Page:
Marjorie Susan Venit, Professor Emerita (1941-2017)

The Department mourns the loss of our dear colleague, mentor, and friend, Professor Emerita Marjorie S. Venit, who died on 23 June, 2017 at Sibley Memorial Hospital in Washington, D.C.

Marjorie joined the Department in 1982, the year in which she received her Ph.D. from the Institute of Fine Arts, New York University.  She retired in 2014.

She was a renowned specialist in the art and archaeology of the ancient Mediterranean world with an emphasis on the Greek center and its periphery considered both geographically and temporally.  Particularly interested in the intersection of cultures and ethnicities, she excavated at Tel Anafa, Israel, and Mendes, Egypt.  She was the author of Visualizing the Afterlife in the Tombs of Graeco-Roman Egypt and Monumental Tombs of Ancient Alexandria: The Theater of the Dead (both with Cambridge University Press), as well as Greek Painted Pottery from Naukratis in Egyptian Museums (American Research Center in Egypt Catalogs, volume 7 [Ancient Naukratis Project, vol. 6]).  Her book projects were supported by grants from the National Endowment for the Humanities, the Samuel H. Kress Foundation, and the J. P. Getty Trust. Among her other national awards were a Fulbright-Hayes Fellowship and fellowships from the American Research Center in Egypt, the American Association of University Women, and the American Philosophical Society.  A more detailed account of her prolific scholarship may be found here:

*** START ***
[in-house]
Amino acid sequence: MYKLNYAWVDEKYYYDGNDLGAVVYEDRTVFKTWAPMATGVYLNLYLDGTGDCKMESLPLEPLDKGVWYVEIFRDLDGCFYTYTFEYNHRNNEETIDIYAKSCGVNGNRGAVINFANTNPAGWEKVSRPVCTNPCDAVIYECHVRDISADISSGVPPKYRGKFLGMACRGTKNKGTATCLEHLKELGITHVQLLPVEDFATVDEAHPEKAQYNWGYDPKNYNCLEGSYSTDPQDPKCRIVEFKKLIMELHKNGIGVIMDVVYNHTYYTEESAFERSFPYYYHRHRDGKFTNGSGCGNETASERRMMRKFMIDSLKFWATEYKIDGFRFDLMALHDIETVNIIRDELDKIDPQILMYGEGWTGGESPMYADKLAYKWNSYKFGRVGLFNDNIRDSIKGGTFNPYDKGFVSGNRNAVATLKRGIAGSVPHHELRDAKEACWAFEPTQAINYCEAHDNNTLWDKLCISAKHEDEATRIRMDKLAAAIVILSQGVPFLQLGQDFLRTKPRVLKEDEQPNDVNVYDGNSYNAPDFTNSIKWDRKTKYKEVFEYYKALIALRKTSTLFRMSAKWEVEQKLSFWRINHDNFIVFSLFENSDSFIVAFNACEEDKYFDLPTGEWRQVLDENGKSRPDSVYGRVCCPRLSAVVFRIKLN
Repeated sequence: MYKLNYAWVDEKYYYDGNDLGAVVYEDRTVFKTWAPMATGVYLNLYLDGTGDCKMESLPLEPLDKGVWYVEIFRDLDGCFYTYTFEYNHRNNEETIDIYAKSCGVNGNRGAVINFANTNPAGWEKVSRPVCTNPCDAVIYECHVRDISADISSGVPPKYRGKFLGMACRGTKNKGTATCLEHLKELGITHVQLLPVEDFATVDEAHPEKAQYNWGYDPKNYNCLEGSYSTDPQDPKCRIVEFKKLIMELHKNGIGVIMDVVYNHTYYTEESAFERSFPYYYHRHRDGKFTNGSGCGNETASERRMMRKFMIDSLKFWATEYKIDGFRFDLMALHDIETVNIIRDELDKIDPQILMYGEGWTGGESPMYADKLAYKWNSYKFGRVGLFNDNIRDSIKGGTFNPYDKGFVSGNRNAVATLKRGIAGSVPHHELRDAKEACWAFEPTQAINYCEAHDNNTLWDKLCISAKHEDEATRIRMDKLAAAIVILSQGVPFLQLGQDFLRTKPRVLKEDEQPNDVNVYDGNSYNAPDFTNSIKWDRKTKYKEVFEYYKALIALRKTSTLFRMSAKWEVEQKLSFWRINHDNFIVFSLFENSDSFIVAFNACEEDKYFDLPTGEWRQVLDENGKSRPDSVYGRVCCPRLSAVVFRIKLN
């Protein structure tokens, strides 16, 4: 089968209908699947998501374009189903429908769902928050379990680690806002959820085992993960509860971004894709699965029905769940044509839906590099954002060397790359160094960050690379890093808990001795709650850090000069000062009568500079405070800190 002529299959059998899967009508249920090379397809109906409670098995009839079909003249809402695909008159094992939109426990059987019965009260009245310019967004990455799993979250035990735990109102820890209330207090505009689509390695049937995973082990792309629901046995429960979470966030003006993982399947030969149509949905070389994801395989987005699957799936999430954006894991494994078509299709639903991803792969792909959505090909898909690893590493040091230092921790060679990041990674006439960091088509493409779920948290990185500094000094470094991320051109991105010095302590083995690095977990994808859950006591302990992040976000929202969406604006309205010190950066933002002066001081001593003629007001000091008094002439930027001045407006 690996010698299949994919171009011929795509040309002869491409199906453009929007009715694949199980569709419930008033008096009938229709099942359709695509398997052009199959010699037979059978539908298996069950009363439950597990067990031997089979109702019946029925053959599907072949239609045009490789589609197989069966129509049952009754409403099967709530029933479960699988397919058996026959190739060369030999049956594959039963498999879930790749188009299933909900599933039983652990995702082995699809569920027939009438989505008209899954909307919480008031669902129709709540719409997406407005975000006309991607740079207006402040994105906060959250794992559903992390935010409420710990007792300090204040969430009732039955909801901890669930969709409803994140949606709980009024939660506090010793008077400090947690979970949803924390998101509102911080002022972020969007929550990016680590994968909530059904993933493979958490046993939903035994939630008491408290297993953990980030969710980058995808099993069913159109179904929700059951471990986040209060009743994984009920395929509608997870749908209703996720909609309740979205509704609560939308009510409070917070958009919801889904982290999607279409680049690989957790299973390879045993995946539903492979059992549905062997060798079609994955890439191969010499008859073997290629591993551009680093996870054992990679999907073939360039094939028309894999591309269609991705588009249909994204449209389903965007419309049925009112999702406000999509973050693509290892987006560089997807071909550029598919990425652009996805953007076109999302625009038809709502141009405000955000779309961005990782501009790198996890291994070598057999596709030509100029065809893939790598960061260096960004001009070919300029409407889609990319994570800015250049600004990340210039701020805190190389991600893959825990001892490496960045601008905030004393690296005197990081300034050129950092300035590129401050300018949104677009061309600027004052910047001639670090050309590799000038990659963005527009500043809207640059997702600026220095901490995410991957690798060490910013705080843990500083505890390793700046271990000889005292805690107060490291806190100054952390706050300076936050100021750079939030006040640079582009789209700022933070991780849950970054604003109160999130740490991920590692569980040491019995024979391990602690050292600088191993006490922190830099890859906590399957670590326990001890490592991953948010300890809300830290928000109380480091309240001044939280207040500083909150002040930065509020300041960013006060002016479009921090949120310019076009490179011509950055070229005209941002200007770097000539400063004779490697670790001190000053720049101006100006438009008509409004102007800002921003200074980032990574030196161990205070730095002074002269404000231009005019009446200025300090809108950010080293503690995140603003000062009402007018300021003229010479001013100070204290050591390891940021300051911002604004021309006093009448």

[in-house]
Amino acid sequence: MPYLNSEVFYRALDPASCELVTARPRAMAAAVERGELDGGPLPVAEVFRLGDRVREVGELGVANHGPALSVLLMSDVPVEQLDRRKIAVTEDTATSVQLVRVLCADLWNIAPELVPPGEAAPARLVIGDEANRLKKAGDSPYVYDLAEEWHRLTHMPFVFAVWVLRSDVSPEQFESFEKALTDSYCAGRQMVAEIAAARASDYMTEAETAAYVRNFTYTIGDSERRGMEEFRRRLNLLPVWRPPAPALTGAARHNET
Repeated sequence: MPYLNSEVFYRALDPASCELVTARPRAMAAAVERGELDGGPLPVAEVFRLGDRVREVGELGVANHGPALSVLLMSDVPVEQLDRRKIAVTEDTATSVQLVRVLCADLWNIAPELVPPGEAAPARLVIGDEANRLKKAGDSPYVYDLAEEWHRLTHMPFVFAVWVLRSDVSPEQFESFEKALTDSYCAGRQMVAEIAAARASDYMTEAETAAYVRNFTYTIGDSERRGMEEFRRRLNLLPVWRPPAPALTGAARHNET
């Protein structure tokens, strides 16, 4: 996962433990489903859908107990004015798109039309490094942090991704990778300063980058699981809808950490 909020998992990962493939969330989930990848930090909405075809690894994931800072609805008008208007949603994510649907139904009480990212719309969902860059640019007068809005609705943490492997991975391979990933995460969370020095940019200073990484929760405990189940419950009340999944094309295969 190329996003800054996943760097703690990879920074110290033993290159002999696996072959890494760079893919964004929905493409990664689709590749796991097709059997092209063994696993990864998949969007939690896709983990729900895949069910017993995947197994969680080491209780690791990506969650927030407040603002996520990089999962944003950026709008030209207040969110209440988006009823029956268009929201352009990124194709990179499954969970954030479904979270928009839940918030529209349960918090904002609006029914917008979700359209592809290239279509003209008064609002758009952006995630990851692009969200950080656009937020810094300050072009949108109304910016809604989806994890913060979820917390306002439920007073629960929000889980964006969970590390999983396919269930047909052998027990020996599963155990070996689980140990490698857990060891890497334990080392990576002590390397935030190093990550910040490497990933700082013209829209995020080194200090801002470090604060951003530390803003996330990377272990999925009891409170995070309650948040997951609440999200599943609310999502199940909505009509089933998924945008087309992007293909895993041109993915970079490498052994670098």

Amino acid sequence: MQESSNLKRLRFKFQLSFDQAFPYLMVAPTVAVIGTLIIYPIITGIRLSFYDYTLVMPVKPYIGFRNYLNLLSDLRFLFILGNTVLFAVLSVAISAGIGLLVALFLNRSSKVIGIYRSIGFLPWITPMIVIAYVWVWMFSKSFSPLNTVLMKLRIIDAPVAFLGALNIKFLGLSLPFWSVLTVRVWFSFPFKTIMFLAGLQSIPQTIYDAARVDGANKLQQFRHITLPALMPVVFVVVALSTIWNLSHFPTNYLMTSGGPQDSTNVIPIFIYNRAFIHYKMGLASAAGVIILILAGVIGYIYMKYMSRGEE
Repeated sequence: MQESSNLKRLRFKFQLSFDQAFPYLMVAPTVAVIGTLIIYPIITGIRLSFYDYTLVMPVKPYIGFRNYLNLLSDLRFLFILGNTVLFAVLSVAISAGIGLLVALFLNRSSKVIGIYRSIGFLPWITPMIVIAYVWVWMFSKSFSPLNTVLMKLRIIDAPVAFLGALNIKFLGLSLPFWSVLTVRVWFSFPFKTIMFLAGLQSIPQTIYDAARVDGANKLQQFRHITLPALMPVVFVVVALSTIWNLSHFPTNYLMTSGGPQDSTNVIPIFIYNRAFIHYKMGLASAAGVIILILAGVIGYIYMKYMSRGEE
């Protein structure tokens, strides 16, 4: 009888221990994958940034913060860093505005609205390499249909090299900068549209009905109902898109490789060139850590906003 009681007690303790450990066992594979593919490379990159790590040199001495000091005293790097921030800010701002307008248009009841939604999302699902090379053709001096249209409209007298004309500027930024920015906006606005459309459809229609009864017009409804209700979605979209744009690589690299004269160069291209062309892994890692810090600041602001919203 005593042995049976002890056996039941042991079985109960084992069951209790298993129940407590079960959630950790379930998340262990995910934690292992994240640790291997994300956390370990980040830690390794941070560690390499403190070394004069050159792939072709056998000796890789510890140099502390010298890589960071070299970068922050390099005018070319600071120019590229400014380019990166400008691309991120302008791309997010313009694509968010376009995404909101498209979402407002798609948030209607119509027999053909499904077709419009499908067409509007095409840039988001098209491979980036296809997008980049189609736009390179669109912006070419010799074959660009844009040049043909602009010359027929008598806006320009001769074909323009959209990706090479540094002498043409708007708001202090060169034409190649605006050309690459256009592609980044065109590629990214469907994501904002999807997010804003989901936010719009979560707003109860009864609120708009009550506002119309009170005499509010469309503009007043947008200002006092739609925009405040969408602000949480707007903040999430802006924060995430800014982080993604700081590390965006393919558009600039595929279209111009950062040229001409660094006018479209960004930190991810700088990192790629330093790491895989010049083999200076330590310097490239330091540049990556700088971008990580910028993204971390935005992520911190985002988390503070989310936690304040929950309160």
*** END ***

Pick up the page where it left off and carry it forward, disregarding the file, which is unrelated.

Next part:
As a special remembrance of Marjorie, of her wit and passionate commitment to young scholars and our discipline, we share with you her storied Commencement address:

Marjorie’s obituary, in the New York Times, may be found below, along with a guestbook at

Marjorie has provided for a public lecture, the Marjorie S. Venit Memorial Lecture, in the field of Ancient Mediterranean Art History and/or Archaeology, to be administered by the Department.  We are planning for the inaugural lecture, to be held on campus next spring on 20 April, 2018, at which time there will be a celebration of her life (details will be forthcoming). The family requests that, in lieu of flowers, monetary gifts be directed to the lecture fund. If you would like to contribute to the fund, please make your checks out to the University of Maryland College Park Foundation (UMCPF), and in the remarks line, please note: Venit Fund.

These can be mailed to: Ania Waller, Financial DirectorDepartment of Art History and Archaeology1211-B Parren J. Mitchell Art-Sociology Building3834 Campus DriveUniversity of Maryland, College Park, MD 20742-1335

At Commencement, Marjorie liked to quote from Constantine P. Cavafy's "Ithaca":

“As you set out for Ithaca, hope your road is a long one,
full of adventure, full of discovery."

Marjorie’s words have been our guide for every Commencement since she retired.  She will be remembered and honored – and deeply missed – in all the years to come.